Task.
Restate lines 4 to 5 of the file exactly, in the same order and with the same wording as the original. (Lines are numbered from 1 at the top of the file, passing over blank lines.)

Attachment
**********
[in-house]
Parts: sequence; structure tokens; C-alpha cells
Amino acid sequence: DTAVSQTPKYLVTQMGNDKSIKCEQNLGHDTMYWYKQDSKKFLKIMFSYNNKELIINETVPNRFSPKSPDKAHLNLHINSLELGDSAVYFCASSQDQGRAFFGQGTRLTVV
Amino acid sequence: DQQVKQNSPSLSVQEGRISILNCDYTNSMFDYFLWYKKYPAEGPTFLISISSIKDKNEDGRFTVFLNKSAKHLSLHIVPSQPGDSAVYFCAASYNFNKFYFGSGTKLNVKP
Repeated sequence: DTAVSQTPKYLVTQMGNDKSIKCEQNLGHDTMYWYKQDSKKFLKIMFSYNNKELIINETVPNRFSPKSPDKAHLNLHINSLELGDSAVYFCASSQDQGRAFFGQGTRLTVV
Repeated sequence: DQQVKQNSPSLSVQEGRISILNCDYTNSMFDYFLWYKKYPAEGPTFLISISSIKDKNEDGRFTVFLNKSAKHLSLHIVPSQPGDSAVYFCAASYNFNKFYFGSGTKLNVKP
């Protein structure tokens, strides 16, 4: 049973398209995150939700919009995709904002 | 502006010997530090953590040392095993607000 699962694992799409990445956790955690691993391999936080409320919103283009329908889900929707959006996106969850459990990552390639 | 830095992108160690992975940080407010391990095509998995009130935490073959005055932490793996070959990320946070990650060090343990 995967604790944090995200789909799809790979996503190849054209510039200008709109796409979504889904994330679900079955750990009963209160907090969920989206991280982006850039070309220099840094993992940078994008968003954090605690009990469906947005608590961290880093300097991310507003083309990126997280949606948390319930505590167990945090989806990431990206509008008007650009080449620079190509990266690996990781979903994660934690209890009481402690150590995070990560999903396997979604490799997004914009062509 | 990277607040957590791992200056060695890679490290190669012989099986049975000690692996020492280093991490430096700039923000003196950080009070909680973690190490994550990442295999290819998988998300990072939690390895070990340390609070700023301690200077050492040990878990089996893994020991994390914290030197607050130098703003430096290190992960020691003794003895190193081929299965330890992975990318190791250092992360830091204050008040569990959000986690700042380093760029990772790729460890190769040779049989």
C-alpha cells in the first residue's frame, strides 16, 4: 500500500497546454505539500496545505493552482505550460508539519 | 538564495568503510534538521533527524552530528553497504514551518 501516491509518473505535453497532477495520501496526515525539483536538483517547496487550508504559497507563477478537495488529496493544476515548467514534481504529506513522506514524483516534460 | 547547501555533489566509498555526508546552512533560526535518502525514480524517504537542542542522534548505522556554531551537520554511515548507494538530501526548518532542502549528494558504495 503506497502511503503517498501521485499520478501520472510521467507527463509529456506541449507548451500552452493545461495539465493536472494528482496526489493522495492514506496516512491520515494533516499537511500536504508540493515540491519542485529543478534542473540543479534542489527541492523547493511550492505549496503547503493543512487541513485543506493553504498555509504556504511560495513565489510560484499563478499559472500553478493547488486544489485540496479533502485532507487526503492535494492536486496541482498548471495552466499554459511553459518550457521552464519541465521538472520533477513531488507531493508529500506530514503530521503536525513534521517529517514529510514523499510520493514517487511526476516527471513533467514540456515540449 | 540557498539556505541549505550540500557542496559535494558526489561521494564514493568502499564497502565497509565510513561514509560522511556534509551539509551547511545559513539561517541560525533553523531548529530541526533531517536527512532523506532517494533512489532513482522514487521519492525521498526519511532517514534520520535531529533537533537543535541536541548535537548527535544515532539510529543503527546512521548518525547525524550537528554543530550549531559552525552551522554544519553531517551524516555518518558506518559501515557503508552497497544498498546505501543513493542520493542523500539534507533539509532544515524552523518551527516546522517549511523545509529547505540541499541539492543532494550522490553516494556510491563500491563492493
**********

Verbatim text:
Amino acid sequence: DQQVKQNSPSLSVQEGRISILNCDYTNSMFDYFLWYKKYPAEGPTFLISISSIKDKNEDGRFTVFLNKSAKHLSLHIVPSQPGDSAVYFCAASYNFNKFYFGSGTKLNVKP
Repeated sequence: DTAVSQTPKYLVTQMGNDKSIKCEQNLGHDTMYWYKQDSKKFLKIMFSYNNKELIINETVPNRFSPKSPDKAHLNLHINSLELGDSAVYFCASSQDQGRAFFGQGTRLTVV